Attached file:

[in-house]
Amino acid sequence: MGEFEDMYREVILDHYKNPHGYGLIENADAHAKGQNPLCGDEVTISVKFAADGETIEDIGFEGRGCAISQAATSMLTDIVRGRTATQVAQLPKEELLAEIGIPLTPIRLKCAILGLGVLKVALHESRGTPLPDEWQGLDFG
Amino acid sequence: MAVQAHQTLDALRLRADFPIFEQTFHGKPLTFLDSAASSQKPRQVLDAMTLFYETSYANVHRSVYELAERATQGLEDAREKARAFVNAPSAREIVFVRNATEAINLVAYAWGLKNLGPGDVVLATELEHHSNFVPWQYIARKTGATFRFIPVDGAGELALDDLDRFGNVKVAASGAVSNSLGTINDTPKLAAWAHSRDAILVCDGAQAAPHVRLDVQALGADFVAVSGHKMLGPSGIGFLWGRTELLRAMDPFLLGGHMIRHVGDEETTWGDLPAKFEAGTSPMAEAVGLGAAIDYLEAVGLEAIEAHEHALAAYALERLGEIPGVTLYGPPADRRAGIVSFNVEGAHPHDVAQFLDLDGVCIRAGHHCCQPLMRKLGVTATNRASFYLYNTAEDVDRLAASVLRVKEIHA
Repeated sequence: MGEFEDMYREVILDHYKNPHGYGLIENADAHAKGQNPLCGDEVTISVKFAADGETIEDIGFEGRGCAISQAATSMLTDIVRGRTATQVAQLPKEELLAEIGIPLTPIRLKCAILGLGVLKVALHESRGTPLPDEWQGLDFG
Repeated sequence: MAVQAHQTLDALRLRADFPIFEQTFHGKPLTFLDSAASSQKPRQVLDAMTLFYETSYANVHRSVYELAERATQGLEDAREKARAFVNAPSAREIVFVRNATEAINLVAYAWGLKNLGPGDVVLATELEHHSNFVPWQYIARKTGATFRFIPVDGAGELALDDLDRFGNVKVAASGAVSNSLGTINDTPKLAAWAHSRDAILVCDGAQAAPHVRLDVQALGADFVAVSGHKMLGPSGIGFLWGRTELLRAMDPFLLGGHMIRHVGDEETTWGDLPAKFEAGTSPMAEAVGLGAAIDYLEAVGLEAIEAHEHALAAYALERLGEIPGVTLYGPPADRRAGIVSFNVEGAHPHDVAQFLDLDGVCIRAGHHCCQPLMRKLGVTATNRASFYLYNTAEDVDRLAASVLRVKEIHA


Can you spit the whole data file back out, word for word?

[in-house]
Amino acid sequence: MGEFEDMYREVILDHYKNPHGYGLIENADAHAKGQNPLCGDEVTISVKFAADGETIEDIGFEGRGCAISQAATSMLTDIVRGRTATQVAQLPKEELLAEIGIPLTPIRLKCAILGLGVLKVALHESRGTPLPDEWQGLDFG
Amino acid sequence: MAVQAHQTLDALRLRADFPIFEQTFHGKPLTFLDSAASSQKPRQVLDAMTLFYETSYANVHRSVYELAERATQGLEDAREKARAFVNAPSAREIVFVRNATEAINLVAYAWGLKNLGPGDVVLATELEHHSNFVPWQYIARKTGATFRFIPVDGAGELALDDLDRFGNVKVAASGAVSNSLGTINDTPKLAAWAHSRDAILVCDGAQAAPHVRLDVQALGADFVAVSGHKMLGPSGIGFLWGRTELLRAMDPFLLGGHMIRHVGDEETTWGDLPAKFEAGTSPMAEAVGLGAAIDYLEAVGLEAIEAHEHALAAYALERLGEIPGVTLYGPPADRRAGIVSFNVEGAHPHDVAQFLDLDGVCIRAGHHCCQPLMRKLGVTATNRASFYLYNTAEDVDRLAASVLRVKEIHA
Repeated sequence: MGEFEDMYREVILDHYKNPHGYGLIENADAHAKGQNPLCGDEVTISVKFAADGETIEDIGFEGRGCAISQAATSMLTDIVRGRTATQVAQLPKEELLAEIGIPLTPIRLKCAILGLGVLKVALHESRGTPLPDEWQGLDFG
Repeated sequence: MAVQAHQTLDALRLRADFPIFEQTFHGKPLTFLDSAASSQKPRQVLDAMTLFYETSYANVHRSVYELAERATQGLEDAREKARAFVNAPSAREIVFVRNATEAINLVAYAWGLKNLGPGDVVLATELEHHSNFVPWQYIARKTGATFRFIPVDGAGELALDDLDRFGNVKVAASGAVSNSLGTINDTPKLAAWAHSRDAILVCDGAQAAPHVRLDVQALGADFVAVSGHKMLGPSGIGFLWGRTELLRAMDPFLLGGHMIRHVGDEETTWGDLPAKFEAGTSPMAEAVGLGAAIDYLEAVGLEAIEAHEHALAAYALERLGEIPGVTLYGPPADRRAGIVSFNVEGAHPHDVAQFLDLDGVCIRAGHHCCQPLMRKLGVTATNRASFYLYNTAEDVDRLAASVLRVKEIHA